A hairdresser previously, Weathers has had to do her share of laughing. She’ll be the first to acknowledge her current appearance. She’s not hiding anything, and it’s growing back.

“When I lost hair, that’s evidence that my body is also being destroyed of the fast growing cells,” she added.

She first went through chemotherapy when she had leukemia some 20 years ago. She showed the salon girls her new look each individually.

“A lot of people are vain about hair loss,” she said. “Me, I just played it up.” After showing most of her hairstyling peers, Weathers got an offer from one’s brother visiting to see her head. She charged him a dollar, and he actually handled the situation with grace.

“That’s when I thought, hey, if a guy can except it…my husband has seen me look like a mannequin before I don’t know how many times, and you know, he loves me in spite of it,” she said.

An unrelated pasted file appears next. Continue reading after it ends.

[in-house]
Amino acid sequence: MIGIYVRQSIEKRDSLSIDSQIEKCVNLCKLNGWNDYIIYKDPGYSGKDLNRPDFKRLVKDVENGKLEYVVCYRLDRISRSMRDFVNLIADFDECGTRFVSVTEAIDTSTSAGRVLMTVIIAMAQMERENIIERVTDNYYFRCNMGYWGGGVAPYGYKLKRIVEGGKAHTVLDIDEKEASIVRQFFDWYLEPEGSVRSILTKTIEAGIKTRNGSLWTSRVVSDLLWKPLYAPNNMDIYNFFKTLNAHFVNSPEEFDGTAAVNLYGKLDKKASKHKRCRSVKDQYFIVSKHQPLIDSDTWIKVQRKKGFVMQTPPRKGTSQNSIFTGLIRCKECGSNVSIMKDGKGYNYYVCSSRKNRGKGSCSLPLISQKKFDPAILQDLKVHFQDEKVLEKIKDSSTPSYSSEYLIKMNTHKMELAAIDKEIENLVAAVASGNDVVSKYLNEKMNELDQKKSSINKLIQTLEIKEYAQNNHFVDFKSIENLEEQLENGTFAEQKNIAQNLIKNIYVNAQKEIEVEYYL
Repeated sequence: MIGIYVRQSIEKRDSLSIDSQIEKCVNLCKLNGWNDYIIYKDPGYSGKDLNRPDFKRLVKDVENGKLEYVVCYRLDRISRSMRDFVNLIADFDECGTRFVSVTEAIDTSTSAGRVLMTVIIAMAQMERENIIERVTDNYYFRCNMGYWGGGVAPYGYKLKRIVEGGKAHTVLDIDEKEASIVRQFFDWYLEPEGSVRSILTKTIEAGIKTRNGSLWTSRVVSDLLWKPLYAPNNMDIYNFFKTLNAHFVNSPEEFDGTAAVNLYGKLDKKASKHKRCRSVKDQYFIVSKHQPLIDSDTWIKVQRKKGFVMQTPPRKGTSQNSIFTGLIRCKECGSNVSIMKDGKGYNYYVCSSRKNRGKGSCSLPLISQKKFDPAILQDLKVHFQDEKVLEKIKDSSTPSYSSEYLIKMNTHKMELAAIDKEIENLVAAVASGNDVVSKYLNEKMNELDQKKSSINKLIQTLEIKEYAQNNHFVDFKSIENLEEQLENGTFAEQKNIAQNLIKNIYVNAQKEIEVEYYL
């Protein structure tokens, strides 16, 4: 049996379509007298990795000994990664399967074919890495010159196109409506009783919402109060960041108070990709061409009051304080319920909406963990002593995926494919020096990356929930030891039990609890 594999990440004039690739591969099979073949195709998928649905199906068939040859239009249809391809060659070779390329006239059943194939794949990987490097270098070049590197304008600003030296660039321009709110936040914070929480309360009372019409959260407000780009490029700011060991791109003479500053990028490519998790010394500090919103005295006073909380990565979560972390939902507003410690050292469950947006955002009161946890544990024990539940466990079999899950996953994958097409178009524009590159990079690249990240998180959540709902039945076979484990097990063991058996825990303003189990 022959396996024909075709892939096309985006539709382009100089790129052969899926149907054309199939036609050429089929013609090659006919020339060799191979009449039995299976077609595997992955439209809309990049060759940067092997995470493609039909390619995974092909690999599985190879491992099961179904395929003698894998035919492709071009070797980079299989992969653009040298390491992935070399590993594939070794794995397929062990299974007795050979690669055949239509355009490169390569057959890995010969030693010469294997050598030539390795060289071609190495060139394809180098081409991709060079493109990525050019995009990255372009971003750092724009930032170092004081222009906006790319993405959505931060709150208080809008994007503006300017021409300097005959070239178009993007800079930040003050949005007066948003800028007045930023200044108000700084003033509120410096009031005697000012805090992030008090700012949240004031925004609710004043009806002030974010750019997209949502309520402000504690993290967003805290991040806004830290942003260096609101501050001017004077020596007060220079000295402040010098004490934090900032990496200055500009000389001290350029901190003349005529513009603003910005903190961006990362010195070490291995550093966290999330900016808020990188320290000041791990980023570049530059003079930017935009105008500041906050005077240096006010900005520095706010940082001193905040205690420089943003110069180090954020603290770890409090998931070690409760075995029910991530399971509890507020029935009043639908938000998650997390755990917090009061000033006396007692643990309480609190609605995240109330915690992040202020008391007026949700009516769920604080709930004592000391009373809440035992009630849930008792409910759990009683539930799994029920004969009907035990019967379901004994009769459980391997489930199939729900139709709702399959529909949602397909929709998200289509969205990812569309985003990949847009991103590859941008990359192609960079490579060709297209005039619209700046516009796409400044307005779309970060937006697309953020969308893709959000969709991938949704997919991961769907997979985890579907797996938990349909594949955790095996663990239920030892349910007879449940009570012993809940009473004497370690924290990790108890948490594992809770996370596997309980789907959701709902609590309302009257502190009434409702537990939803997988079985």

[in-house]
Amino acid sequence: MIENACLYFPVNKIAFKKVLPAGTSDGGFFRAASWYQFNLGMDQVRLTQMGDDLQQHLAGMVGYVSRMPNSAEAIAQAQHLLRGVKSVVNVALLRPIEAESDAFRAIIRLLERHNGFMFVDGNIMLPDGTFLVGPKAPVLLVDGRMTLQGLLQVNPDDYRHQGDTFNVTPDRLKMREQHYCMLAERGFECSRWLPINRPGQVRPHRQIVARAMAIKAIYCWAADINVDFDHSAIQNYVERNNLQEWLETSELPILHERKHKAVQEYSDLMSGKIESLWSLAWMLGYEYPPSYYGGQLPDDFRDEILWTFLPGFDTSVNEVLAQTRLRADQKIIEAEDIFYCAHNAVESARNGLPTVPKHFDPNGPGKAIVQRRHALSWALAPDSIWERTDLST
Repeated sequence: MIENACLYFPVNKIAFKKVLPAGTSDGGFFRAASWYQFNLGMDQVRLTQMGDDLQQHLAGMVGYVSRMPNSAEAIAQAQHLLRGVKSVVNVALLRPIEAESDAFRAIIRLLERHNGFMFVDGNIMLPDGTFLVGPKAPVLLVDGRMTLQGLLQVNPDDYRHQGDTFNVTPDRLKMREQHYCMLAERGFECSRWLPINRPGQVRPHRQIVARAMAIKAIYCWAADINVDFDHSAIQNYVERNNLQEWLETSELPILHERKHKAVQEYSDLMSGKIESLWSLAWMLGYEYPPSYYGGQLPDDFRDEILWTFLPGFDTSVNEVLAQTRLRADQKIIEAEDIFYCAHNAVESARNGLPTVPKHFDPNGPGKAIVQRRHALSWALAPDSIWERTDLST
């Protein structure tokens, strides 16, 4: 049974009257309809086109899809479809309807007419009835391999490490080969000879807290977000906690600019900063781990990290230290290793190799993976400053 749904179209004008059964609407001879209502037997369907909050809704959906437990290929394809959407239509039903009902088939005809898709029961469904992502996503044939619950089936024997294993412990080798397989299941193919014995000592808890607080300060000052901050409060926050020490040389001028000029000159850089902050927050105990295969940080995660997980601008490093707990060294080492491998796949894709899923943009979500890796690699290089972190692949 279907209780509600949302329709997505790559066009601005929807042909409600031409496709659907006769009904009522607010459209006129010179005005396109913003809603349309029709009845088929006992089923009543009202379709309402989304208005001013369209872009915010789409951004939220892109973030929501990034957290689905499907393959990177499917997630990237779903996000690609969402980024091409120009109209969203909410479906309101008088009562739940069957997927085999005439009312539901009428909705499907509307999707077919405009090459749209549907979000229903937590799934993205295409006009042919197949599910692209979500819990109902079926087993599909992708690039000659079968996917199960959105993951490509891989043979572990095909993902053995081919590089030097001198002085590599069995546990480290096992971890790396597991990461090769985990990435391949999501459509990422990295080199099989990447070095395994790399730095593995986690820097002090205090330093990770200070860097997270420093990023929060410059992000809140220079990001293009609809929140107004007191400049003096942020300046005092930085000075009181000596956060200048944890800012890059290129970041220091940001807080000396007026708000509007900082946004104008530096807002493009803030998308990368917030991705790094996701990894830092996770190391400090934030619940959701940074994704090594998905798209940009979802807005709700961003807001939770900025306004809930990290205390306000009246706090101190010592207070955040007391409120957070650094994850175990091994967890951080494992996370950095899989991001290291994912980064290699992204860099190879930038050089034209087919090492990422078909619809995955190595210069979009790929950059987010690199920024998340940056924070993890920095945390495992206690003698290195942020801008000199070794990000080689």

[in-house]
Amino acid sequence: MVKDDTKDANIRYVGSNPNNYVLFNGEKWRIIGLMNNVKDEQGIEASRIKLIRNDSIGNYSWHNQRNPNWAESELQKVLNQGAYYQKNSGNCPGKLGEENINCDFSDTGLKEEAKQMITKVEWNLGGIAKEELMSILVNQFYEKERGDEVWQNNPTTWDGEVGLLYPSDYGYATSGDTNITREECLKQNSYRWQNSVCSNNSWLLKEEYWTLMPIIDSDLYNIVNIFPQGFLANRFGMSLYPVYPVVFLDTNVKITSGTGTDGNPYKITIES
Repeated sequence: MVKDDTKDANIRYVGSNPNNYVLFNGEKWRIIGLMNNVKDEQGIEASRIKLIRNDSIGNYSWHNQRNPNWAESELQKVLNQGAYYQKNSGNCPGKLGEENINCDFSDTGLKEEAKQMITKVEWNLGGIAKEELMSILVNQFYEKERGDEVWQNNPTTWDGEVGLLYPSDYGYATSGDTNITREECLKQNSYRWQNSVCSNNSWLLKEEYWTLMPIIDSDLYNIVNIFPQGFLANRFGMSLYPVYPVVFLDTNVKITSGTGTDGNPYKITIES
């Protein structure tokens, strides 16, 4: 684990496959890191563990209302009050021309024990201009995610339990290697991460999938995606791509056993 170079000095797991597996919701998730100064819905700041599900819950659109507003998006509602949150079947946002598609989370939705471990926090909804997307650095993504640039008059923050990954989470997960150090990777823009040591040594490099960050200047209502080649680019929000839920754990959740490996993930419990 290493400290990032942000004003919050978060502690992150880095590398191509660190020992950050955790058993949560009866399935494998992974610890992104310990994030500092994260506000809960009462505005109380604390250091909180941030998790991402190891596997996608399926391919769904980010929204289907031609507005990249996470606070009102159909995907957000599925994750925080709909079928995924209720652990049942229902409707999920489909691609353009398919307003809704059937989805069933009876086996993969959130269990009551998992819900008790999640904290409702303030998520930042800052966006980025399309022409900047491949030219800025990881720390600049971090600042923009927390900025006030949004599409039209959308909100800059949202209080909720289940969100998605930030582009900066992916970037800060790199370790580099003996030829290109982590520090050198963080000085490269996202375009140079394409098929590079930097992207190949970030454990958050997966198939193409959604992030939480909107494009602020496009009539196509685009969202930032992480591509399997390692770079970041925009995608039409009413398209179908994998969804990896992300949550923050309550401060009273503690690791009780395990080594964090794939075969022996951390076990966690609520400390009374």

This time around Weathers had the inspiration of a friend who has gone through the same things she faces.

“That’s amazing, that I actually know somebody that’s a long year survivor of ovarian cancer,” she said.

She points out that any age can come upon cancer, and we should all be careful. “If you have symptoms that aren’t your normal feeling of your body or yourself, if you’re not in tune, then check it out, check it further,” she added.

At the moment Weathers’ movement is fairly in-home restricted. She goes to church when she can, but her current immune system forces her to be wary of human contact during a season flush with the flu and other sicknesses. Building strength is an ongoing battle.

“I feel like in my mind I could still do a lot of stuff, but because of my body, it doesn’t allow me to, but I can still dance, I can still dance about it,” she said. “It’s important that we realize that there is a time to mourn and there is a time to dance, and that we try to look for those moments when you can dance.”

And when she’s ready to dance she’ll be ready to dance with the world. It’s the embrace part of her quote that is most dear to her, the part she wants to tell everyone. “You don’t know how badly I’d love to just walk through the city of Pinedale and give everybody a hug right now,” she said. For now, she wanted residents to know that God is hugging them, even if she can’t right now.

Her battle with ovarian cancer is inspiring, but Weathers rarely let the conversation settle on her own issues for too long, especially at this time of the year.